Happy St. Patrick’s Day! I probably should have thought to post something festive before today, but instead it’s coming to you in a day or two. It’s a very tasty cabbage and pasta recipe, which I hope you’ll like.

I wrapped up another community rotation of my internship this past week. This rotation included a lot of group education and a little bit of counseling. In both contexts, I was touched, as I always am, to be reminded of how deeply people care about nutrition and what they eat.

It’s funny: in my nutrition grad program, we received so much guidance on motivating people and helping them to overcome their ambivalence. Motivational interviewing is virtually the only counseling technique we were taught, which I thought was a disservice. I understand why this was the way it was: our program was geared toward group education, rather than individual counseling, and one of the assumptions made was that we’d be working with groups of people who weren’t entirely sold on getting nutrition guidance in the first place–for example, those who have been referred to a dietitian by a primary care provider.

The relentless focus on motivation and “rolling with resistance” always struck me as limited, because my overwhelming experience has been that people are interested in food and strongly motivated to eat better. For a while I wondered if my experience was intrinsically limited by the population of folks I’ve crossed paths with as a nutritionist, but now that I’m more than halfway into my internship, I’ve only seen more proof of how much people care and how motivated they are.

From what I can tell, what stands in the way of meaningful change isn’t resistance or ambivalence so much as circumstance. It’s hard—really hard—to change one’s eating habits even when circumstances are working in one’s favor. It’s even harder in the face of life’s many difficulties, including financial hardship, stress, mental illness, family obligations, time constraints, and so on. Even with strong motivation in place, life can and does get in the way.

This isn’t to say that incredible dietary transformations aren’t possible even when circumstance is stacked up against it, nor to suggest that all nutrition patients and clients are strongly motivated. I guess I’m just struck by often people’s desire for change shines through to me.

I’ve seen so many examples in the last week alone, from the patient who broke into tears as she told me about a recent osteoporosis diagnosis (and her confusion about what to eat for bone health) to the patient in her early 90s who explained to me with pride his efforts to cook more vegetarian meals. None of my patients this year have lacked barriers to healthful eating. In spite of that, they care, and they’re doing their best.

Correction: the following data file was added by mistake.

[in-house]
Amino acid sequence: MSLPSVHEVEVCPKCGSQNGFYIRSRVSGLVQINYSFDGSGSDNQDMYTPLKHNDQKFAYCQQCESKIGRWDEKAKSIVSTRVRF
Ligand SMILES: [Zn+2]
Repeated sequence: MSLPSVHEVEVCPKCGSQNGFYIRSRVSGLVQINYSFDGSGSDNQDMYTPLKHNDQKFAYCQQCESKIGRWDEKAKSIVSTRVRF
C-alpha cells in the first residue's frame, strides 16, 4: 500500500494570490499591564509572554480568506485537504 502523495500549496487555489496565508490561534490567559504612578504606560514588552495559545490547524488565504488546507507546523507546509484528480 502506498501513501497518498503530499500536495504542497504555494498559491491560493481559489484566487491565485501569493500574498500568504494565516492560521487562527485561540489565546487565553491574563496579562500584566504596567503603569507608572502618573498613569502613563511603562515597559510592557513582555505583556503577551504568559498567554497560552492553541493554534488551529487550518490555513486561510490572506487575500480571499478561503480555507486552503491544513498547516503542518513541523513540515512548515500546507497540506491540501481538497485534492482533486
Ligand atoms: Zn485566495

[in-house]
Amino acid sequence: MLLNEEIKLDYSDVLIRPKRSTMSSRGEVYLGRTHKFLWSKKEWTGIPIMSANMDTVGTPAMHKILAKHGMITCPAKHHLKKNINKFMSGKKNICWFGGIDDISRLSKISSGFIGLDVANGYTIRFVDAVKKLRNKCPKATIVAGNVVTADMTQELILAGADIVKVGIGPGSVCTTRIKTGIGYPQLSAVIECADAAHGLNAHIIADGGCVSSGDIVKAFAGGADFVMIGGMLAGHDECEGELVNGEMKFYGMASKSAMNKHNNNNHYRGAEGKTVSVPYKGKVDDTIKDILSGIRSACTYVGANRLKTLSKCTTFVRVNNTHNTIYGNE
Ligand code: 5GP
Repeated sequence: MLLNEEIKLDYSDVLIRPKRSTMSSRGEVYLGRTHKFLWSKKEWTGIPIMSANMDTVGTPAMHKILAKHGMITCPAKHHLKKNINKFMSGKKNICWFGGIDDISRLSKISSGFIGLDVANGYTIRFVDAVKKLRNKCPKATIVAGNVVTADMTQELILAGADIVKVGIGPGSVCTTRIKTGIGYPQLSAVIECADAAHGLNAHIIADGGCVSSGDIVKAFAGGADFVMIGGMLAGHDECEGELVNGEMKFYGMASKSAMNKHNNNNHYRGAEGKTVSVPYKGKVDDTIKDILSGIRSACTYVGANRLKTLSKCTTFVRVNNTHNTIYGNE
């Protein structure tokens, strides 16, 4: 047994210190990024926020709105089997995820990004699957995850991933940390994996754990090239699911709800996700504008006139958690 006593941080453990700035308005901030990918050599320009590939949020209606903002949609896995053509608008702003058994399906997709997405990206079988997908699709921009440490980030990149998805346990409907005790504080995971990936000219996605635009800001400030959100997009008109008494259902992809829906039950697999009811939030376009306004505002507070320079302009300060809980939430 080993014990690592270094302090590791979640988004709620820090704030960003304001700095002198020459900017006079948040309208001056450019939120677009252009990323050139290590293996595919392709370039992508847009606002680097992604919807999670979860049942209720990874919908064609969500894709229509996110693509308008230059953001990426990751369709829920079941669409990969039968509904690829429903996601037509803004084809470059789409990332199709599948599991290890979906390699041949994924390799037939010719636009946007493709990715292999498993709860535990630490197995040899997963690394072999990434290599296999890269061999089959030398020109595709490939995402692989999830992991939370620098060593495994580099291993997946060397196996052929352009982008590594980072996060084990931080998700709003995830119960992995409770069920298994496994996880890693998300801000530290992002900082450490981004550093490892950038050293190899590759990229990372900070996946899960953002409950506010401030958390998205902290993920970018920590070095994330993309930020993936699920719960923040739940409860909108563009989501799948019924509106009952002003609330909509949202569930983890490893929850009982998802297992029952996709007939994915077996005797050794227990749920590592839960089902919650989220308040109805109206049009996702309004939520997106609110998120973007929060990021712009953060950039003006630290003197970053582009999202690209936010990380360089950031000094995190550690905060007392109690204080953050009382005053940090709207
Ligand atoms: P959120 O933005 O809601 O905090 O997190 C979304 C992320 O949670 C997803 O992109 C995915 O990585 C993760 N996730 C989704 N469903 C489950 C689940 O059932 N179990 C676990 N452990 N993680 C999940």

This all makes me think about an article I read a few weeks ago, which makes important points about the way we construct and label laziness. I’m linking to it in my reads today. It also reminds me to be compassionate to myself when things stand in the way of what I’d like to do. My mind’s refrain is always “I could have done more,” but it’s often the case that I actually couldn’t have, because circumstances (fatigue, scarcity of time, being distracted by something more urgent) stood in the way. I wanted to do more, which is fine to acknowledge, but it’s different.

Wishing you a peaceful Sunday, with full recognition that you’re doing your best. We all are. Here are some recipes and reads.

Recipes

Weekend Reading, 3.17.19

Lauren’s split pea soup with cheesy sage dumplings is the definition of comfort food!

Weekend Reading, 3.17.19

I can’t get over how authentic Anastasia’s vegan tofu benedict looks.

Weekend Reading, 3.17.19

I love the texture and color contrast of Stephanie’s smashed chimichurri potatoes.

Weekend Reading, 3.17.19

A perfect weeknight supper recipe for creamy, peanutty noodles and mushrooms.

Weekend Reading, 3.17.19

Finally, how adorable are these bunny-shaped vegan Easter rolls?!

Reads

1. Recent research has called into question the idea that eggs raise blood cholesterol, but a new study affirms the case for dietary moderation.

2. I love variety, but I also know the pleasures of a tried-and-true meal. I smiled to read this article on people who eat the same thing every day.

3. Edith Zimmerman grapples with the awareness that happiness is fleeting.

4. This article about California’s wild flower superbloom brought a smile to my face.

5. Finally, Devon Price on why laziness doesn’t exist.

Much love to you this evening, friends. A veggie-packed pasta recipe is coming your way in a day or two.

xo

The post Weekend Reading, 3.17.19 appeared first on The Full Helping.

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